23 September 2021, Kyauktaw
Family members continue to demand justice for those who have gone missing and remain incommunicado after being arrested during armed conflict between the Myanmar military and Arakan Army in Arakan State from 2018-2020.
Eighteen men from Tinmagyi and Tinma (new) villages in Kyauktaw Township, Arakan State, have been missing for more than 18 months after they were arrested by the military in March 2020.
Their families do not know their whereabouts, and whether the missing villagers are dead or alive is a constant worry and unknown.
They are demanding truth and justice, and they want authorities to take action against those who killed the villagers, if indeed they are dead.
“What we want to demand is that we want to know exactly where they have been detained. And, we want them to be released immediately after the truth is revealed,” said Daw Aye Yi, the mother of Mg Tun Tun Wai, who is one of the missing Tinma villagers.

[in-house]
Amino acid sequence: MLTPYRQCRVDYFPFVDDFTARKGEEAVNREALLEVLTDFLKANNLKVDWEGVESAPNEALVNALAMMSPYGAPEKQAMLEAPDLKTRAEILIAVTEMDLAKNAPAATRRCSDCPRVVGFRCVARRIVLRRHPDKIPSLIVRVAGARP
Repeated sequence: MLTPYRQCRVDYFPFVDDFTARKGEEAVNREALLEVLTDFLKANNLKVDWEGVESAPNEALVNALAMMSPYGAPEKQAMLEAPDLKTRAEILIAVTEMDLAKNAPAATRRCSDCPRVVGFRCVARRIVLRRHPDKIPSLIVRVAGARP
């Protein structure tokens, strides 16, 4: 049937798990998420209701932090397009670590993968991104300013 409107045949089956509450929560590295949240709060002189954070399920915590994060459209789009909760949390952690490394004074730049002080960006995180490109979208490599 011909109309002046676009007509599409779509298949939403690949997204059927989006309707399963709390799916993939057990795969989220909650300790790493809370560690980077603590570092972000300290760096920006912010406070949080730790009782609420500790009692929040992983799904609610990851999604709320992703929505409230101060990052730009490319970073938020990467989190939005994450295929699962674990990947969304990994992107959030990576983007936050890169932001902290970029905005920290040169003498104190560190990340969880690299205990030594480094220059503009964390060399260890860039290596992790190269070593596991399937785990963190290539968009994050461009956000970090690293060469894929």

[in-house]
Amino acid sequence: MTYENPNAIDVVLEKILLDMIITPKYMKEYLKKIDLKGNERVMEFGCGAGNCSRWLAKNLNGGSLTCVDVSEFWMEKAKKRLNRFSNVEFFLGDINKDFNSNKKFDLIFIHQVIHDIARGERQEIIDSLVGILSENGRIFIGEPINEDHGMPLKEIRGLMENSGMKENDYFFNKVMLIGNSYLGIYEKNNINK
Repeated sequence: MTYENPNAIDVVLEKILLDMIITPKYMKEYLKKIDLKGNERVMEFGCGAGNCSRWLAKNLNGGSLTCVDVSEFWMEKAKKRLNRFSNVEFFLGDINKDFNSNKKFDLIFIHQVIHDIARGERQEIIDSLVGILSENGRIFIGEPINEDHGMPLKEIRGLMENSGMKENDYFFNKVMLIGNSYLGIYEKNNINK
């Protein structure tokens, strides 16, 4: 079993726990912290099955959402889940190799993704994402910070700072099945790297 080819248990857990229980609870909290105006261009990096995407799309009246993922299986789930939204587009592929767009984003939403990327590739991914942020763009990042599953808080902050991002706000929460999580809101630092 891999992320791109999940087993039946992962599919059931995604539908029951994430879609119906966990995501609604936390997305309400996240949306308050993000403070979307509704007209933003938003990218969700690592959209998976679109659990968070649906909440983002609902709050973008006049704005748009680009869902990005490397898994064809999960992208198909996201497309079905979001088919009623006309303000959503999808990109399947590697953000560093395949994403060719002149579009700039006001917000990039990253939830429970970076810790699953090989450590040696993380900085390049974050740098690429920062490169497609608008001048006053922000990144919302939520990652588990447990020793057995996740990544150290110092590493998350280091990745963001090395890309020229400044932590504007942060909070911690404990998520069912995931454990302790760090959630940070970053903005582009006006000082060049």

The 18 Tinma villagers were allegedly abducted by Light Infantry Battalion No. 55 on March 13 and 16.
Two brothers from Ywar Thar Yar village in Myebon Township were arrested in October 2019 while they were searching for their buffaloes. They are still missing.
Family members submitted a complaint to the relevant authorities about their missing loved ones, but nothing has happened so far, said U Chet Su, head of Ywar Thar Yar village.
“We want justice. We want to know which group arrested them. We want to know if they are still alive or dead,” he said.
DMG phoned U Hla Thein, spokesperson for the regime council in Arakan State, seeking comment on the government’s activity in relation to the missing villagers, but he could not be reached.
There are 21 missing villagers after being arrested during the armed conflict and the remaining one is from Dalet Chaung Alae Kyun village in Ann Township, according to Wai Hin Aung charity group.
There are likely to be more missing people and the 21 people make up the list compiled at the moment, the group said.
Family members of the missing villagers have to stay at IDP camps, enduring difficult lives, said the author Wai Hun Aung.
“After their family members were arrested, most villages were destroyed. They are suffering double trouble; losing their loved ones and homes. They do not have a place to go and have to take refuge at IDP camps,” he said.
More than 200 people were arrested on suspicion of illegal ties to the Arakan Army (AA) during approximately two years of conflict between the military and AA in Arakan State, some of whom have remained missing since their arrests.